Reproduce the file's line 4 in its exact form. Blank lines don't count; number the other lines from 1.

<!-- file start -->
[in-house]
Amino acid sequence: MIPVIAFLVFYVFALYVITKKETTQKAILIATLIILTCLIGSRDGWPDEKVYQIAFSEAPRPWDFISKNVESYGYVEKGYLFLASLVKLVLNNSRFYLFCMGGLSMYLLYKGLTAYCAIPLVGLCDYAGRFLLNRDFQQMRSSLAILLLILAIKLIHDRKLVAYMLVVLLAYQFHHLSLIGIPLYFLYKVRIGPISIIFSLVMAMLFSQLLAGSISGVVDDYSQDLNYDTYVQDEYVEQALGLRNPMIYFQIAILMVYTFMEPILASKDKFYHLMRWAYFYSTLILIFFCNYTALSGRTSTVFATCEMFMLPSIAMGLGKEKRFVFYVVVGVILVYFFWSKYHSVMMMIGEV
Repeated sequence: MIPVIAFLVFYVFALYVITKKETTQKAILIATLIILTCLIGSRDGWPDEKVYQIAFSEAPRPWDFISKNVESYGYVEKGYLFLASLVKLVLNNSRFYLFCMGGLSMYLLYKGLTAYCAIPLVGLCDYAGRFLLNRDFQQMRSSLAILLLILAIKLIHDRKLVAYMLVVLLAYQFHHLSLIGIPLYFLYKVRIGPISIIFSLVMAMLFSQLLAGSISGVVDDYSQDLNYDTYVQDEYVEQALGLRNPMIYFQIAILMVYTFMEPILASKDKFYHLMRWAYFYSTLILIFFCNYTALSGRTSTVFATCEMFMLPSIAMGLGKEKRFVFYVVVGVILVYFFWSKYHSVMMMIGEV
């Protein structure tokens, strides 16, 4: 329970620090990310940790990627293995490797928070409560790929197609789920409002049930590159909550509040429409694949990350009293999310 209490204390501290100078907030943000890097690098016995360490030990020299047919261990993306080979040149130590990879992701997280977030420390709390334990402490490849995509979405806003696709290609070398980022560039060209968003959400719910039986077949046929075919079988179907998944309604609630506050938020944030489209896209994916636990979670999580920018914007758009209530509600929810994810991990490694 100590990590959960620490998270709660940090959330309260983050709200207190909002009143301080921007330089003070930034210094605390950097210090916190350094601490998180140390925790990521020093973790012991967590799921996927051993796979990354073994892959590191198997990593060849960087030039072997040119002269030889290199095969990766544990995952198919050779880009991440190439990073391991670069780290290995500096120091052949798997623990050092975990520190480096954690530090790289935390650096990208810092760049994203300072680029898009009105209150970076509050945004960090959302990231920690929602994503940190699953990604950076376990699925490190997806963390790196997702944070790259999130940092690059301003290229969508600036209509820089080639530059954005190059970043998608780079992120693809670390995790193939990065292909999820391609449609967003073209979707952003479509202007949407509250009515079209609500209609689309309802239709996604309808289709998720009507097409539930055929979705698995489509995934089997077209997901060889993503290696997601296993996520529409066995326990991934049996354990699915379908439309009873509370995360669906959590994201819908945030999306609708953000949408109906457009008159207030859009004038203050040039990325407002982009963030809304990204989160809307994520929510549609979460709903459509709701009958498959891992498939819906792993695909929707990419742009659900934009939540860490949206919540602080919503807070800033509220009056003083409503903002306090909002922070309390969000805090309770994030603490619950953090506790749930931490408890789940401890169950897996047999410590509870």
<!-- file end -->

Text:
């Protein structure tokens, strides 16, 4: 329970620090990310940790990627293995490797928070409560790929197609789920409002049930590159909550509040429409694949990350009293999310 209490204390501290100078907030943000890097690098016995360490030990020299047919261990993306080979040149130590990879992701997280977030420390709390334990402490490849995509979405806003696709290609070398980022560039060209968003959400719910039986077949046929075919079988179907998944309604609630506050938020944030489209896209994916636990979670999580920018914007758009209530509600929810994810991990490694 100590990590959960620490998270709660940090959330309260983050709200207190909002009143301080921007330089003070930034210094605390950097210090916190350094601490998180140390925790990521020093973790012991967590799921996927051993796979990354073994892959590191198997990593060849960087030039072997040119002269030889290199095969990766544990995952198919050779880009991440190439990073391991670069780290290995500096120091052949798997623990050092975990520190480096954690530090790289935390650096990208810092760049994203300072680029898009009105209150970076509050945004960090959302990231920690929602994503940190699953990604950076376990699925490190997806963390790196997702944070790259999130940092690059301003290229969508600036209509820089080639530059954005190059970043998608780079992120693809670390995790193939990065292909999820391609449609967003073209979707952003479509202007949407509250009515079209609500209609689309309802239709996604309808289709998720009507097409539930055929979705698995489509995934089997077209997901060889993503290696997601296993996520529409066995326990991934049996354990699915379908439309009873509370995360669906959590994201819908945030999306609708953000949408109906457009008159207030859009004038203050040039990325407002982009963030809304990204989160809307994520929510549609979460709903459509709701009958498959891992498939819906792993695909929707990419742009659900934009939540860490949206919540602080919503807070800033509220009056003083409503903002306090909002922070309390969000805090309770994030603490619950953090506790749930931490408890789940401890169950897996047999410590509870």